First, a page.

The challenges around getting women into male-dominated professions is a little different from the challenges of getting men into women-dominated professions. For one thing, professions that are female-dominated are notoriously low-paying and low-status (think K-12 teachers, nursing, social workers, etc). These professions do have major recruiting problems, largely because they are low-paying, often considered to be undesirable, and they have high levels of stress burnout. When men choose to enter these fields, they often are promoted more quickly and paid more than women. There are many professions where this is true. Women outnumber men as K-12 teachers, but men outnumber women as K-12 principals and school superintendents. Women make up the majority of bank tellers, but men make up the majority of bank managers. Women make up the majority of librarians, but men make up the majority of the higher-paying technology jobs in libraries. Sensing a pattern yet? THAT is what we are trying to disrupt.
Don't get me wrong, getting more men into nursing is a good thing too! The fact that men are less likely to put up with low wages, bad working conditions, or disrespectful colleagues can work in everyone's favor, and the field of nursing in particular has faced such problems with recruiting that they are trying to undergo a major cultural shift. Male nurses have been a part of that. Obviously I am not a nurse, but I do have a close relative who authored a study on this subject for a nursing school, so I have heard a bit about it.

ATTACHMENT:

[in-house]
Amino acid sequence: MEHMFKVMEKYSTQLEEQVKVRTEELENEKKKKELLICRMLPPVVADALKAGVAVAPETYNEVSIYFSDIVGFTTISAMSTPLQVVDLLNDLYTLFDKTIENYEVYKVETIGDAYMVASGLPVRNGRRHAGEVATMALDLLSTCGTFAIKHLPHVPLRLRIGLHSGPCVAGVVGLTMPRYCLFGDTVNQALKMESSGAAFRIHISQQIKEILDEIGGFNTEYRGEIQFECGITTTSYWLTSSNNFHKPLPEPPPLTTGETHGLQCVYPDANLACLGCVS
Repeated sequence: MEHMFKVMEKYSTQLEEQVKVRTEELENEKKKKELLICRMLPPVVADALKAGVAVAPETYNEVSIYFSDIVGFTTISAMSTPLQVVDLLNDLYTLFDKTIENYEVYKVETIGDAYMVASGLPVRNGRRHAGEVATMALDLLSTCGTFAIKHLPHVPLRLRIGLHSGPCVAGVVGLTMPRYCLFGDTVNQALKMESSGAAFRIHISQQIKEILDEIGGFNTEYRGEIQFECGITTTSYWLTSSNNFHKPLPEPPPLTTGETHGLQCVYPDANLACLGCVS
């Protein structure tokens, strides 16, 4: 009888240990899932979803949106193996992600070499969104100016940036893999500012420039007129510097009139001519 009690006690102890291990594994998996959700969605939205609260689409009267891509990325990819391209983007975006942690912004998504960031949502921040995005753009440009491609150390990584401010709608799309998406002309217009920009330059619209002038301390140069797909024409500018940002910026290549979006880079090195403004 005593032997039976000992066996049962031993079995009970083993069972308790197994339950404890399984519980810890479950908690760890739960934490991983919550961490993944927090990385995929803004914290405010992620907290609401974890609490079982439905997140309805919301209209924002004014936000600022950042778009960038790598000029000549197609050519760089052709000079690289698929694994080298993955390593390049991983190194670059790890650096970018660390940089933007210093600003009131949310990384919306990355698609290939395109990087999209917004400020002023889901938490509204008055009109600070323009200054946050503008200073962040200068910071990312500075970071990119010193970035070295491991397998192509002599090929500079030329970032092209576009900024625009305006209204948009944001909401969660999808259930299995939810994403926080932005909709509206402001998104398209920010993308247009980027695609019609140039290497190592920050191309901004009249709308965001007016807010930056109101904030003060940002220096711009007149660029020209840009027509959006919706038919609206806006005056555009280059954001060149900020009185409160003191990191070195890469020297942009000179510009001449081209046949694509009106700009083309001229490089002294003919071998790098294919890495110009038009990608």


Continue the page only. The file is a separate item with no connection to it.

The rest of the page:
I highly recommend the book "Women Don't Ask" (http://www.womendontask.com), which is a great book for anyone who wants to know more about effective negotiating. (Read it before your next salary negotiation!) The book discusses why men tend to ask for better treatment, better salaries, more opportunities, etc, while women more often accept whatever they are given. This is learned behavior that we can learn to change, though. I think a place like code4lib, where there is so much opportunity to speak up or spark initiatives without any hierarchy or bureaucracy getting in the way, can be a fertile ground for women who want to develop their negotiation and leadership skills, as well as their technical capacity. My entire career has been shaped around stuff I learned in code4lib, and only some of it was about code.
On Nov 27, 2012, at 7:56 AM, "Huwig,Steve" <[log in to unmask]> wrote:
I'm just the peanut gallery (having never attended Code4Lib) but it
> seems to me that a useful analogue to programming/tech conferences --
> which Code4Lib surely is -- would be conferences aimed at professional
> Do those conference organizers take measures to increase the number of
> male attendees? If so, what do they do?
> Just throwing ideas out there,
> Steve Huwig